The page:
John Steinbeck’s enduring popularity is largely the result of his ability to weave a complicated fictional reality from simple elements – simple language, simple characters, simple techniques. One of the techniques he uses consistently is the juxtaposition of the human and the natural worlds. He often – as in The Grapes of Wrath – alternates short natural vignettes with the parallel struggles of humankind. Of Mice and Men, as is clear from the title alone, features this parallelism as well. It is a novel about the natural world – “of mice” – and the social world – “and men.” The relationship between these two worlds is not one of conflict but of comparison; he invites us to witness the similarities between the human and animal worlds.
The title, Of Mice and Men, comes from an eighteenth-century poem by Robert Burns entitled “To a Mouse.” This poem features a couplet that has become widely known and quoted: “The best laid schemes of mice and men / Gang oft aglay.” That last phrase, written in Scottish dialect, translates as “often go wrong.” As will become clear, the quotation relates directly to our two protagonists, who do indeed have a “scheme” to get out of the cycle of poverty and alienation that is the migrant worker’s lot: they plan to purchase a farm of their own and work on it themselves. Lennie visualizes this future possibility as near to heaven – he can imagine nothing better than life with “the rabbits.” Their action in the novel is largely motivated by a desire to achieve the independence of this farm life.
Poverty, in Burns’ work as well as Steinbeck, draws the human and the natural worlds closer together. During the Great Depression, in which the novel is set, workers were thrust from relative comfort to fend for themselves in a cruel and uncaring world. They face the original challenges of nature – to feed themselves, to fight for their stake. Poverty has reduced them to animals – Lennie a ponderous, powerful, imbecilic bear; George a quiet, scheming, scrappy rodent of a man. Notice how frequently the two men, particularly Lennie, are described in animal similes: Lennie drags his feet “the way a bear drags his paws” (2) and drinks from the pool “like a horse” (3). Lennie even fantasizes about living in a cave like a bear.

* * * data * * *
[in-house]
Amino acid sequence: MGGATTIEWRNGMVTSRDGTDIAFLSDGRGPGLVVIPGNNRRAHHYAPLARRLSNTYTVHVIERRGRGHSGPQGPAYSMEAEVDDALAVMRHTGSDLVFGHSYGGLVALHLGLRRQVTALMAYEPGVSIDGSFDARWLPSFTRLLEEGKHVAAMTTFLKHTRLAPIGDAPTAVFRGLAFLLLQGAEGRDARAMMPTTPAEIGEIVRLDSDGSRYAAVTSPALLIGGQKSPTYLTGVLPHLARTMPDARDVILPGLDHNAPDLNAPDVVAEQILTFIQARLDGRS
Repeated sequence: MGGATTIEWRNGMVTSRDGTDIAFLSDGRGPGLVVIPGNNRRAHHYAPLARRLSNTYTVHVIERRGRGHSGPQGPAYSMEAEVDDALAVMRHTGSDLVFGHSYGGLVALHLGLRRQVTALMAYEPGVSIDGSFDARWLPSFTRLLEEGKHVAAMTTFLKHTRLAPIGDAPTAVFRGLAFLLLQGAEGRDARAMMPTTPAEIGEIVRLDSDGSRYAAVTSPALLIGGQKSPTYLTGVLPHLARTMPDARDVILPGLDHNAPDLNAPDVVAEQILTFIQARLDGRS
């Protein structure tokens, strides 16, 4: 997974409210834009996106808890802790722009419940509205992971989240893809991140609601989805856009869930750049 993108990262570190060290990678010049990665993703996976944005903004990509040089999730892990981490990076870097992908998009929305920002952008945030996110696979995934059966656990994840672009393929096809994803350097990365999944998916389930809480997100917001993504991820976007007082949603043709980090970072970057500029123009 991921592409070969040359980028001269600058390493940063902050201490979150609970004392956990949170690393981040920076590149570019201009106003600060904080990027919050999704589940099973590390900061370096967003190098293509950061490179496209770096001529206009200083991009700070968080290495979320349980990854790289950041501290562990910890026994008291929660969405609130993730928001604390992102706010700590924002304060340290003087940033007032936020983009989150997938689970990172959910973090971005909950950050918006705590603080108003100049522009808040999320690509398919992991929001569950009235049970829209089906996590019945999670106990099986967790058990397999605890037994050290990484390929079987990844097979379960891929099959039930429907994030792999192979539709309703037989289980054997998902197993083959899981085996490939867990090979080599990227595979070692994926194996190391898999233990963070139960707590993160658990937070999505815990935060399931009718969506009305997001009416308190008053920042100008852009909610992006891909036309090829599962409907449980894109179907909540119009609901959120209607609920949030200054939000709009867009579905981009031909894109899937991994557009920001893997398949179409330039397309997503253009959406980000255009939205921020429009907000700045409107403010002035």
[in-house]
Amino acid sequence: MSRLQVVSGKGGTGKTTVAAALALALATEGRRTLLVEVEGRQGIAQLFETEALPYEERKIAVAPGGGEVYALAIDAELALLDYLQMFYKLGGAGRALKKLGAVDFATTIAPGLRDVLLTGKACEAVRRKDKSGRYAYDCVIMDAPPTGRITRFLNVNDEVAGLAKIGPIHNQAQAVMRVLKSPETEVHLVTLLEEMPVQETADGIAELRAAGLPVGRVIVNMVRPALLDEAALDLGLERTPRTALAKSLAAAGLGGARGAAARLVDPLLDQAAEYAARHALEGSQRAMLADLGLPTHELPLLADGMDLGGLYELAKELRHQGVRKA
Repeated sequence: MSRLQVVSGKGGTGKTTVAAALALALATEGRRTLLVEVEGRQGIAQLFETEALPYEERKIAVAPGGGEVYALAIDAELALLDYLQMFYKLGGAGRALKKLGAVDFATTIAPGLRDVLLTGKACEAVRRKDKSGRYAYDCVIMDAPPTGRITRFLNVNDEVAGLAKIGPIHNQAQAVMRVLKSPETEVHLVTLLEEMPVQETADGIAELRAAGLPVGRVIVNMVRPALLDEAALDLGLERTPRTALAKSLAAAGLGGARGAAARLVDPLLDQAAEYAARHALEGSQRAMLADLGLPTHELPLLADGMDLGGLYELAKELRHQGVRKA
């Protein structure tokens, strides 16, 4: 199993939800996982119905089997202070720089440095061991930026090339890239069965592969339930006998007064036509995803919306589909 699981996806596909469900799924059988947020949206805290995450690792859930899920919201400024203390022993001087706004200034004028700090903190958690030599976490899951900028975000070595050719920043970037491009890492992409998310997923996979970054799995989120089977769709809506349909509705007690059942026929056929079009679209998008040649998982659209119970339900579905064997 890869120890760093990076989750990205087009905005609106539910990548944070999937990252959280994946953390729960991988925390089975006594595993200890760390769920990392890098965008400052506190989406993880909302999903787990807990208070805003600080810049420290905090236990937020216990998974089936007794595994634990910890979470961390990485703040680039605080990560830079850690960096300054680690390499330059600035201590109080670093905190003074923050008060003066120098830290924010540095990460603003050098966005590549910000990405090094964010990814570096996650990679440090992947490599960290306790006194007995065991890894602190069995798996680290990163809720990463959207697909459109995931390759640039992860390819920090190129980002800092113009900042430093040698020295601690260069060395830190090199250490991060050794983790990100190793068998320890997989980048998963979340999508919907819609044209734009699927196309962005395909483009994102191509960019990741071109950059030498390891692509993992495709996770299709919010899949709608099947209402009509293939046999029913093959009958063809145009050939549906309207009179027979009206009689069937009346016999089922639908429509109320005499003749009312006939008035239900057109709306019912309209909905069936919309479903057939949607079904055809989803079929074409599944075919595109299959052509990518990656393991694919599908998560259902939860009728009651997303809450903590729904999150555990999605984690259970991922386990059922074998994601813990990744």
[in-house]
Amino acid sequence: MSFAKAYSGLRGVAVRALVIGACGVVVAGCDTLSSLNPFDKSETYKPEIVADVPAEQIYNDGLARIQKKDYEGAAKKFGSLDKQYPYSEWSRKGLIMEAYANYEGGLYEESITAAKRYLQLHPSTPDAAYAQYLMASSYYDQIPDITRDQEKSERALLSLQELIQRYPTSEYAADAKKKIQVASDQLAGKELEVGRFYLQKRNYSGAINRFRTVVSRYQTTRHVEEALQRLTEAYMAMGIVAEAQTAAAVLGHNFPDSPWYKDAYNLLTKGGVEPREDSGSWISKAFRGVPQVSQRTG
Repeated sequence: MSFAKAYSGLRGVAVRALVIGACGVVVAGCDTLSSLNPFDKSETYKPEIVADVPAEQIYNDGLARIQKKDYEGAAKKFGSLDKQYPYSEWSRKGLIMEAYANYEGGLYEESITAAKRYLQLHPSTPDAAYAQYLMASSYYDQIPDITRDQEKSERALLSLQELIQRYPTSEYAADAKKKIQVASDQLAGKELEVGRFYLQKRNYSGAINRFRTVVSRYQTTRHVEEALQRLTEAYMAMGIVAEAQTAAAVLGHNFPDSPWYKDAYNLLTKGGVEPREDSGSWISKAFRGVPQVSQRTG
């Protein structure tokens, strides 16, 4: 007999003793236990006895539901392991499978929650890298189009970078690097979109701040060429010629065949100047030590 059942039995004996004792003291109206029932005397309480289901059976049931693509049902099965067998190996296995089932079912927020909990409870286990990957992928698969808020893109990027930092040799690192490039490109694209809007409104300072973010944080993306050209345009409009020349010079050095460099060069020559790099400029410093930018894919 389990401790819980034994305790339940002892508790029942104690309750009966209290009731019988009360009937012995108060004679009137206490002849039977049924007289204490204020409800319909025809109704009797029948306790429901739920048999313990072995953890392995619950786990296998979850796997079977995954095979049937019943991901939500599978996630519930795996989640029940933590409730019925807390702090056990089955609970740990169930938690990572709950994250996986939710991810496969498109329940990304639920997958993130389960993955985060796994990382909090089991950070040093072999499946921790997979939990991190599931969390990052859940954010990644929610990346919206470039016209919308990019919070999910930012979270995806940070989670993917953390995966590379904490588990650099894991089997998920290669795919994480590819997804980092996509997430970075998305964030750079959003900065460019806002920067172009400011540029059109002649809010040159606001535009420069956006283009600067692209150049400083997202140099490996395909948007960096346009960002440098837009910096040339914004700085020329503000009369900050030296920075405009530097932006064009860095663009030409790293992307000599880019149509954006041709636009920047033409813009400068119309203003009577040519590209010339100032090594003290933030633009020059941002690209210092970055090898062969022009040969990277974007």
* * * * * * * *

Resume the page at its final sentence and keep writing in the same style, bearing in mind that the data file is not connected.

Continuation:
Of course, Lennie’s vision of nature is hardly realistic; he thinks of nature as full of fluffy and cute playthings. He has no notion of the darkness in the natural world, the competition and the cruelty. He wouldn’t have the faintest notion how to feed himself without George. In this too the men balance each other: George sees the world through suspicious eyes. He sees only the darkness where Lennie sees only the light. George may complain about how burdensome it is to care for Lennie, but this complaint seems to ring hollow: in truth, George needs Lennie’s innocence as much as Lennie needs George’s experience. They complement each other, complete each other. Together, they are more than the solitary and miserable nobodies making their migrant wages during the Depression. Together, they have hope and solidarity.
George’s complaint – “Life would be so easy without Lennie” – and Lennie’s counter-complaint – “I could just live in a cave and leave George alone” – are not really sincere. They are staged, hollow threats, like the threats of parents and children (“I’ll pull this car over right now, mister!”). Similarly, George’s story about how “things are going to be,” with rabbits and a vegetable garden and the fat of the land, also has a formulaic quality, like a child’s bedtime story. Children (like Lennie) love to hear the same tale repeated countless times; even when they have the story memorized, they love to talk along, anticipating the major turns in the story and correcting their parents if they leave out any details. “The rabbits” is Lennie’s bedtime story, and while George isn’t exactly a parent to Lennie, he is nevertheless parental. George is Lennie’s guardian – and in guarding Lennie, George is in effect guarding innocence itself.
Steinbeck's plots are as simple and finely honed as his characters. Each topic discussed - the woman who mistakenly thought that Lennie was trying to rape her, the mice that Lennie crushes with affection, George's order that Lennie return to the campsite if anything goes wrong - will come into play in the chapters to come. Keep these details in mind as we continue.